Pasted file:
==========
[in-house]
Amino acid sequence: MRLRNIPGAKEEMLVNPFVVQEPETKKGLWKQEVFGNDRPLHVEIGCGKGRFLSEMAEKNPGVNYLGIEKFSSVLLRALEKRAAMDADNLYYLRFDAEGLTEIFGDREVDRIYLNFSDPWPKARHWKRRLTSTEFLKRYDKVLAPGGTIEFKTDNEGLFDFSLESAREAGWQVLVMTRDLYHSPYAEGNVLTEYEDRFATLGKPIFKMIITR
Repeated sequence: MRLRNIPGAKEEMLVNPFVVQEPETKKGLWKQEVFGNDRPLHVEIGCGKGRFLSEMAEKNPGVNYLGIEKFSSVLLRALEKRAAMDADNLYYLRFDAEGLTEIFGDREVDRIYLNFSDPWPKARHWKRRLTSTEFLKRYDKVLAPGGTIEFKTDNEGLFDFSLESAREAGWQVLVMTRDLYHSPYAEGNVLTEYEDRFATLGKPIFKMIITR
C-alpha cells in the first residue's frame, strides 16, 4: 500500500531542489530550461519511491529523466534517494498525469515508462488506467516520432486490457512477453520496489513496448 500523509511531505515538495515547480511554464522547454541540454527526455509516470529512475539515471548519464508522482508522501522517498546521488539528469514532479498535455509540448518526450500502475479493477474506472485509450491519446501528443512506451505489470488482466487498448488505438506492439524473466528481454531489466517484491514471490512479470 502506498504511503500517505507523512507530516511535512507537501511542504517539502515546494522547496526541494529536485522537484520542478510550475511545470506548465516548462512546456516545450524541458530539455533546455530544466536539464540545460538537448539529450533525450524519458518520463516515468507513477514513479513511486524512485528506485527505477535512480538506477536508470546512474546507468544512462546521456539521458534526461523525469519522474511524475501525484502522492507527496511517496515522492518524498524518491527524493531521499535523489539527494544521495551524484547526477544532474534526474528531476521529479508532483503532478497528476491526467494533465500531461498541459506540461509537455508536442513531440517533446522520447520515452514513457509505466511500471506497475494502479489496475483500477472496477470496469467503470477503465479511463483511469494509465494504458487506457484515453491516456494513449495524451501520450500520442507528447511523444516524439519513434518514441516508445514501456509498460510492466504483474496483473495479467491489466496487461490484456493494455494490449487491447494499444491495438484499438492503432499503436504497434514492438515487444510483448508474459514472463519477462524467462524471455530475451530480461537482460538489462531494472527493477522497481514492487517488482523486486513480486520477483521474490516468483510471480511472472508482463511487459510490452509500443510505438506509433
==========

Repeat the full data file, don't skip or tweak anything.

[in-house]
Amino acid sequence: MRLRNIPGAKEEMLVNPFVVQEPETKKGLWKQEVFGNDRPLHVEIGCGKGRFLSEMAEKNPGVNYLGIEKFSSVLLRALEKRAAMDADNLYYLRFDAEGLTEIFGDREVDRIYLNFSDPWPKARHWKRRLTSTEFLKRYDKVLAPGGTIEFKTDNEGLFDFSLESAREAGWQVLVMTRDLYHSPYAEGNVLTEYEDRFATLGKPIFKMIITR
Repeated sequence: MRLRNIPGAKEEMLVNPFVVQEPETKKGLWKQEVFGNDRPLHVEIGCGKGRFLSEMAEKNPGVNYLGIEKFSSVLLRALEKRAAMDADNLYYLRFDAEGLTEIFGDREVDRIYLNFSDPWPKARHWKRRLTSTEFLKRYDKVLAPGGTIEFKTDNEGLFDFSLESAREAGWQVLVMTRDLYHSPYAEGNVLTEYEDRFATLGKPIFKMIITR
C-alpha cells in the first residue's frame, strides 16, 4: 500500500531542489530550461519511491529523466534517494498525469515508462488506467516520432486490457512477453520496489513496448 500523509511531505515538495515547480511554464522547454541540454527526455509516470529512475539515471548519464508522482508522501522517498546521488539528469514532479498535455509540448518526450500502475479493477474506472485509450491519446501528443512506451505489470488482466487498448488505438506492439524473466528481454531489466517484491514471490512479470 502506498504511503500517505507523512507530516511535512507537501511542504517539502515546494522547496526541494529536485522537484520542478510550475511545470506548465516548462512546456516545450524541458530539455533546455530544466536539464540545460538537448539529450533525450524519458518520463516515468507513477514513479513511486524512485528506485527505477535512480538506477536508470546512474546507468544512462546521456539521458534526461523525469519522474511524475501525484502522492507527496511517496515522492518524498524518491527524493531521499535523489539527494544521495551524484547526477544532474534526474528531476521529479508532483503532478497528476491526467494533465500531461498541459506540461509537455508536442513531440517533446522520447520515452514513457509505466511500471506497475494502479489496475483500477472496477470496469467503470477503465479511463483511469494509465494504458487506457484515453491516456494513449495524451501520450500520442507528447511523444516524439519513434518514441516508445514501456509498460510492466504483474496483473495479467491489466496487461490484456493494455494490449487491447494499444491495438484499438492503432499503436504497434514492438515487444510483448508474459514472463519477462524467462524471455530475451530480461537482460538489462531494472527493477522497481514492487517488482523486486513480486520477483521474490516468483510471480511472472508482463511487459510490452509500443510505438506509433